1. Limited time only! Sign up for a free 30min personal tutor trial with Chegg Tutors
    Dismiss Notice
Dismiss Notice
Join Physics Forums Today!
The friendliest, high quality science and math community on the planet! Everyone who loves science is here!

Homework Help: Continuum Mechanics: Rigid Heat Conductor

  1. Dec 9, 2015 #1
    1. The problem statement, all variables and given/known data
    Determine the thermodynamic restrictions for a rigid heat conductor defined by the constitutive equations:
    [tex]\DeclareMathOperator{\grad}{grad}\psi = \hat{\psi}\left(\theta,\grad \theta, \grad \grad \theta\right) \\
    \eta = \hat{\eta}\left(\theta,\grad \theta, \grad \grad \theta\right)\\
    \textbf{q} = \hat{\textbf{q}}\left(\theta,\grad \theta, \grad \grad \theta\right)[/tex]
    2. Relevant equations

    [tex]\rho \left( \dot{\psi}+\dot{\theta} \eta \right)-\textbf{T}:\textbf{D}+\frac{\textbf{q}}{\theta}\cdot \grad\theta\leq0[/tex]

    3. The attempt at a solution
    I have already found the thermodynamic restrictions for [itex]\psi[/itex] because it's straightforward (take the material derivative and apply the chain rule), but I don't know where to start for [itex]\eta[/itex] or [itex]\textbf{q}[/itex]. We're using the Coleman-Noll approach and I understand the procedure once I have [itex]\psi = \hat{\psi}\left(\theta,\grad \theta, \grad \grad \theta\right)=something[/itex], but I'm struggling with finding a good starting place for [itex]\eta[/itex]. From what my professor has said, it seems like they can be arbitrary as long as they contain [itex]\theta,\grad \theta, \grad \grad \theta[/itex]. That doesn't seem like a very good way to go about this, though. A result of plugging in [itex]\dot{\psi}[/itex] into the relevant equation above (with [itex]\textbf{T}:\textbf{D}=0[/itex] because it's rigid) is [itex]\hat{\eta}=-\frac{\partial \hat{\psi(\theta)}}{\partial \theta}[/itex]. Can I just plug that into the relevant equation above while keeping [itex]\dot{\psi}[/itex] as [itex]\dot{\psi}[/itex] to find the thermodynamic restrictions for [itex]\eta[/itex]? The equation for [itex]\textbf{q}[/itex] is probably [itex]\textbf{q}=-\textbf{K}\textbf{g}[/itex].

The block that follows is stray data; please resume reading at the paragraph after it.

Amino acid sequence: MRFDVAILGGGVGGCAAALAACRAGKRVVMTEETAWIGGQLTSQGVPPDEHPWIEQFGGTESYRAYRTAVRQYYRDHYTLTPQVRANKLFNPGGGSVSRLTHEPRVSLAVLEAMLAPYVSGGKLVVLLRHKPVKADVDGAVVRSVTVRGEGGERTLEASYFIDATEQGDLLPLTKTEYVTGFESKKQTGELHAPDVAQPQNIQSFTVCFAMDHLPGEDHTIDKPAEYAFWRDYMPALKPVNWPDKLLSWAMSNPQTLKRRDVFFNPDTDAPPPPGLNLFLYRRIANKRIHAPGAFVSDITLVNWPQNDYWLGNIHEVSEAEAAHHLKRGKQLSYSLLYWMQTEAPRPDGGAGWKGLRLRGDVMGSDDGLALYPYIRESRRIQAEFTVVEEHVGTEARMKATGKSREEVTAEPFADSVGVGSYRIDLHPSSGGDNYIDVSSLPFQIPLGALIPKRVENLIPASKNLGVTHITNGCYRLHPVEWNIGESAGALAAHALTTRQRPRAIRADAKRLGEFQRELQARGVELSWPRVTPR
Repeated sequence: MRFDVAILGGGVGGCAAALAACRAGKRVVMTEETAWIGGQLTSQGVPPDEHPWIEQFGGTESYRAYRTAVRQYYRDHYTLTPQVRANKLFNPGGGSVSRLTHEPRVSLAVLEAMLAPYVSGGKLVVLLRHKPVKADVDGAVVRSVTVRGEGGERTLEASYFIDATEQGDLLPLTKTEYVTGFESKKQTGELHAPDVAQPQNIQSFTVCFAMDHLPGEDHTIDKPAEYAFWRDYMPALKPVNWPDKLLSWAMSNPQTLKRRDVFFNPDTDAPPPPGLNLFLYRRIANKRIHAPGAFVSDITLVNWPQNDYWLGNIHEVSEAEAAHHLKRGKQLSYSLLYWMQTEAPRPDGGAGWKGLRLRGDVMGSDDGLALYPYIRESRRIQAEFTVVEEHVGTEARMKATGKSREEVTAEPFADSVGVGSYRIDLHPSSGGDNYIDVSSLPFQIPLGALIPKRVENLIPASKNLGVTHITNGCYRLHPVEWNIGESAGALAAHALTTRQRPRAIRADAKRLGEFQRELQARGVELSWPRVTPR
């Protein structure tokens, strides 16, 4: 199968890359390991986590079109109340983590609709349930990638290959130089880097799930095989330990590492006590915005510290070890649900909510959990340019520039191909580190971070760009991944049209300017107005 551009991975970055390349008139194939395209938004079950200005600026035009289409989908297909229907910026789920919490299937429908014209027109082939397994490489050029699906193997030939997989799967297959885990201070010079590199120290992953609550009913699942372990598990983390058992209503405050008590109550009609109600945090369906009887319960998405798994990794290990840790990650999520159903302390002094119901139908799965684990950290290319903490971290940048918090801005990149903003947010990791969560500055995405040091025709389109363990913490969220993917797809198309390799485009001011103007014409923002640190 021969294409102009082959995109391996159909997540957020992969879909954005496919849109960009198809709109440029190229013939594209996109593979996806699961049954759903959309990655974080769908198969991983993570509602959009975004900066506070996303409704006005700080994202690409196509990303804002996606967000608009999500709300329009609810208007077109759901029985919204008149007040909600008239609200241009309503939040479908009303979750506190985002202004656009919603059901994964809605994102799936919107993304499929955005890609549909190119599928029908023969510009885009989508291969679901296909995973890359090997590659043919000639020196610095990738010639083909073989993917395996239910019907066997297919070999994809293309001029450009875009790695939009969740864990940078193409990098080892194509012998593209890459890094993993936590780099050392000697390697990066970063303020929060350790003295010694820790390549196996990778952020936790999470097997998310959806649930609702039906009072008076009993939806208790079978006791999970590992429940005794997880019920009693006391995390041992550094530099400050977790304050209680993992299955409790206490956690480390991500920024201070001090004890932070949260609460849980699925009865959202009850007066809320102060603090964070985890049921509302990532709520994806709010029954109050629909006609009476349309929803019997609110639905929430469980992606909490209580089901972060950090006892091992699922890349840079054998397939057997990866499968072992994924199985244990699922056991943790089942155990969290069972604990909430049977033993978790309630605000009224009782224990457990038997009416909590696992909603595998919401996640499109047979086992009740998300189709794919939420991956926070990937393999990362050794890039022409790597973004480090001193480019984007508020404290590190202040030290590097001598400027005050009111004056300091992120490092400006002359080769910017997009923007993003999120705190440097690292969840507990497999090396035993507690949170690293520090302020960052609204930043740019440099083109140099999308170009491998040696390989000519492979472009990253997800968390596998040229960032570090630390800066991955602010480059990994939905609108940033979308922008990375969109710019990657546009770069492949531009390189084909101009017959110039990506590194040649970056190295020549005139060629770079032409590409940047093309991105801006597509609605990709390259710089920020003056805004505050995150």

What do you think? Am I on the right track?
    Last edited: Dec 9, 2015
  2. jcsd
  3. Dec 10, 2015 #2
    I talked with my professor today and it turns out that I already finished the problem! Finding [itex]\dot{\psi}[/itex], plugging it in, and "solving" for the thermodynamic restrictions was the whole thing. Please consider this thread solved.
Share this great discussion with others via Reddit, Google+, Twitter, or Facebook

Have something to add?
Draft saved Draft deleted